May has always calibrated the tension of transition as students wait for the last day of school and families converge to celebrate holidays. This May feels especially tight . Across the Atlantic body, Ukraine and Russia wage war and here, at home, bodies do what they have always done: tried to stay alive.
Lorde’s words, “Poetry is not a luxury,” are regal pines, green though every season. But for me, this May, they bloomed with truth. I needed a night of unfettered, playful writing to process and reflect on a busy month. Inspired by Dickinson’s Envelope Poems, I settled on a project to put the junk mail on my desk to good use. These are the raw poems from my evening of necessary poetry.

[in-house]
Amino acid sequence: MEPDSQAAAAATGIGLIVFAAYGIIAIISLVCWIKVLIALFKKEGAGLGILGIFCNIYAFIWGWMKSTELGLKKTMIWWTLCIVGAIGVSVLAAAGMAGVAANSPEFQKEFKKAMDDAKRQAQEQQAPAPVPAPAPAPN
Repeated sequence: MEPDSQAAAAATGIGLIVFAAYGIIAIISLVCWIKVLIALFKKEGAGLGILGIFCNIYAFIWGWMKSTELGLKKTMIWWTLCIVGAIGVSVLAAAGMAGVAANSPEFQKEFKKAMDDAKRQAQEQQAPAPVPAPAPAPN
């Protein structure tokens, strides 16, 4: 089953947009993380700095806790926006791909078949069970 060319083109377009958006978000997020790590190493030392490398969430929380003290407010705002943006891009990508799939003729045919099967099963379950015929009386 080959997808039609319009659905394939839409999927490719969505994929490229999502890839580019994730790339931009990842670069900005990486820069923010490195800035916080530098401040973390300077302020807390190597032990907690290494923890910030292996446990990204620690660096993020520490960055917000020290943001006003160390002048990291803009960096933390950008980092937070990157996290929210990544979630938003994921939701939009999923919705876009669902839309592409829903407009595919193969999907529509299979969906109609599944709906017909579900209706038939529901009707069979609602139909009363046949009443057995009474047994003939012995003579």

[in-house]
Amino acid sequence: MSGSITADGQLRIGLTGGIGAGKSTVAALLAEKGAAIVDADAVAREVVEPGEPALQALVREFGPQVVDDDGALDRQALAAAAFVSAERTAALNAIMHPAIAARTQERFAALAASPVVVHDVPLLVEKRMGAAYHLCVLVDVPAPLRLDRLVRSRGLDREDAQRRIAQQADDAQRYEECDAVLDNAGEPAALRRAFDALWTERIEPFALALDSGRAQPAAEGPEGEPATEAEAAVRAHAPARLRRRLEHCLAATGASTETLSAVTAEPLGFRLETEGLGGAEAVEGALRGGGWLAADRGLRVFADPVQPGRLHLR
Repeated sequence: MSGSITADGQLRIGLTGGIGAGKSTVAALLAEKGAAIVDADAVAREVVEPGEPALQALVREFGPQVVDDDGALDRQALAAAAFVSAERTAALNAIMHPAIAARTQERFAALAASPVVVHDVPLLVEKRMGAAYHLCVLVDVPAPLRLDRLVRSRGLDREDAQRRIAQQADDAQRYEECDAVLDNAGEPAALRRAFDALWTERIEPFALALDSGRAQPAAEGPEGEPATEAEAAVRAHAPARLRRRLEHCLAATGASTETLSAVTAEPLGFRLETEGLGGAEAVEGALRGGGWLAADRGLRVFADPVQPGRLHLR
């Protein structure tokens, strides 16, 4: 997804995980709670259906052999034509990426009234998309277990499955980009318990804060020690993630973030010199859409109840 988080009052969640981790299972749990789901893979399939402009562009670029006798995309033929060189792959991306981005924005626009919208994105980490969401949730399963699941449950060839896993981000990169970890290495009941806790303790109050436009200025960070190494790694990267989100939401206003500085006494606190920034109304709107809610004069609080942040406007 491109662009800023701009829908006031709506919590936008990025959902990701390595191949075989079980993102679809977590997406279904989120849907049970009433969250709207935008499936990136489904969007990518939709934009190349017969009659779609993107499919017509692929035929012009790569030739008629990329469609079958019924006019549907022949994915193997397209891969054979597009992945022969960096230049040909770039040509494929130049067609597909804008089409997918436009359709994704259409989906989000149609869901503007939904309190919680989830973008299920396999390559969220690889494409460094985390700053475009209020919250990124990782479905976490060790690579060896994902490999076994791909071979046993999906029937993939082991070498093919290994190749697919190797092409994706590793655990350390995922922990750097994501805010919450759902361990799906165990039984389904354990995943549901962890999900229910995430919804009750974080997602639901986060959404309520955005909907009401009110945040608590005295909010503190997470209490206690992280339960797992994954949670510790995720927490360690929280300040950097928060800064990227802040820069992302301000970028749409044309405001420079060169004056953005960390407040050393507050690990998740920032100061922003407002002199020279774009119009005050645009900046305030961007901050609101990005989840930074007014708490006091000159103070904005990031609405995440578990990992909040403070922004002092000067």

I was surprised by how the form influenced my writing. The deconstructed envelopes created space constraints that seemed to expand rather than limit my process and the plastic crunch of address windows dictated line breaks out of their noisy necessity. This necessity in structure and content echoed a common theme in my little collection of poems: preservation. Apart from discernment, preservation evolves into hoarding. Artful living and writing relies on the paradox of resistance, a dogged insistence on mastering the act of holding on while letting go. These poems are still in their infant form, but I sense they may mature into something more mature in revision.